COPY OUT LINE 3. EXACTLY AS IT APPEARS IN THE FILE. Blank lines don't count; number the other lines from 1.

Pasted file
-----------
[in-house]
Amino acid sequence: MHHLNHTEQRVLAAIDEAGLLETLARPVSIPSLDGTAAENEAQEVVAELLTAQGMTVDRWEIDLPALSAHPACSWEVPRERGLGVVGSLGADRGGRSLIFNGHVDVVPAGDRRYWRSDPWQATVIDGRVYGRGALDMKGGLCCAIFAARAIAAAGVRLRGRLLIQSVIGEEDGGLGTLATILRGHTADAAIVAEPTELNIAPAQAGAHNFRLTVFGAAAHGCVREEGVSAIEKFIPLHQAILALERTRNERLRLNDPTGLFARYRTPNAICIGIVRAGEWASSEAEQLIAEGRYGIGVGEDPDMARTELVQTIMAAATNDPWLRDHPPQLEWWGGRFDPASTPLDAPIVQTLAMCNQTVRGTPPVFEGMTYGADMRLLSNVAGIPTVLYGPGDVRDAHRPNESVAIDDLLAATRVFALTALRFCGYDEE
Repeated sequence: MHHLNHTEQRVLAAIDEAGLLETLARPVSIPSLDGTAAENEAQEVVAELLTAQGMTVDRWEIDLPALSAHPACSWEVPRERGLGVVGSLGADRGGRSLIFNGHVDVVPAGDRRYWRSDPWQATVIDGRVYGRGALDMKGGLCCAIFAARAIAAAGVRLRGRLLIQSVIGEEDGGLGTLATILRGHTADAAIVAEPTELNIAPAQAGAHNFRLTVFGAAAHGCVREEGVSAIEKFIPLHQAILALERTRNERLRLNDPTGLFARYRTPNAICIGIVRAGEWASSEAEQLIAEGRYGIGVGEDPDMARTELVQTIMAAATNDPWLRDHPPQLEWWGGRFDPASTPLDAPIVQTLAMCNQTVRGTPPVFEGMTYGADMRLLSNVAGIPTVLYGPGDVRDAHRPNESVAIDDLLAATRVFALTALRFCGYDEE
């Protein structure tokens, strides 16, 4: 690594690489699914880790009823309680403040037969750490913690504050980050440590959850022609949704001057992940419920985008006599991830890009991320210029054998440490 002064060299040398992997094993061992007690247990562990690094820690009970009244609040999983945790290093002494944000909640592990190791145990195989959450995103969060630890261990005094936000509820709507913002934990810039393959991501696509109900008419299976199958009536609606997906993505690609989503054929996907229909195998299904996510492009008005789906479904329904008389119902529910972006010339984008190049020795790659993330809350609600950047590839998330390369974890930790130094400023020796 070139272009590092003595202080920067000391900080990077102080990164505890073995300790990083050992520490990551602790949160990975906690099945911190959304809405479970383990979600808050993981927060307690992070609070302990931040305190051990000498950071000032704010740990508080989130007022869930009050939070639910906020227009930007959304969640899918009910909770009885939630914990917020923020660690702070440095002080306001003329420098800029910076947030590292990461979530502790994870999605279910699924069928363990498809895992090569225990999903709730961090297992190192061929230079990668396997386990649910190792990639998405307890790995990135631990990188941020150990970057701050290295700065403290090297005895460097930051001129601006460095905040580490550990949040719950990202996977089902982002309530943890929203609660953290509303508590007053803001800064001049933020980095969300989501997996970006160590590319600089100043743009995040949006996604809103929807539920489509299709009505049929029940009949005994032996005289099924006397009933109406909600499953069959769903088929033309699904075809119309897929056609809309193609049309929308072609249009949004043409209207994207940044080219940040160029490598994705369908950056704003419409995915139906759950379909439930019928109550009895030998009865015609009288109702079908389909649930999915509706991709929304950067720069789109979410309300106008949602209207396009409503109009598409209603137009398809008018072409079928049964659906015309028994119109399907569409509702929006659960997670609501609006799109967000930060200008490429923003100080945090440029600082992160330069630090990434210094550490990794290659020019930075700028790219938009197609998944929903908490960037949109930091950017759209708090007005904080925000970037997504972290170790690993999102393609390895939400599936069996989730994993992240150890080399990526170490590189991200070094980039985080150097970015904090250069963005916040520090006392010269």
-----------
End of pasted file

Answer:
Repeated sequence: MHHLNHTEQRVLAAIDEAGLLETLARPVSIPSLDGTAAENEAQEVVAELLTAQGMTVDRWEIDLPALSAHPACSWEVPRERGLGVVGSLGADRGGRSLIFNGHVDVVPAGDRRYWRSDPWQATVIDGRVYGRGALDMKGGLCCAIFAARAIAAAGVRLRGRLLIQSVIGEEDGGLGTLATILRGHTADAAIVAEPTELNIAPAQAGAHNFRLTVFGAAAHGCVREEGVSAIEKFIPLHQAILALERTRNERLRLNDPTGLFARYRTPNAICIGIVRAGEWASSEAEQLIAEGRYGIGVGEDPDMARTELVQTIMAAATNDPWLRDHPPQLEWWGGRFDPASTPLDAPIVQTLAMCNQTVRGTPPVFEGMTYGADMRLLSNVAGIPTVLYGPGDVRDAHRPNESVAIDDLLAATRVFALTALRFCGYDEE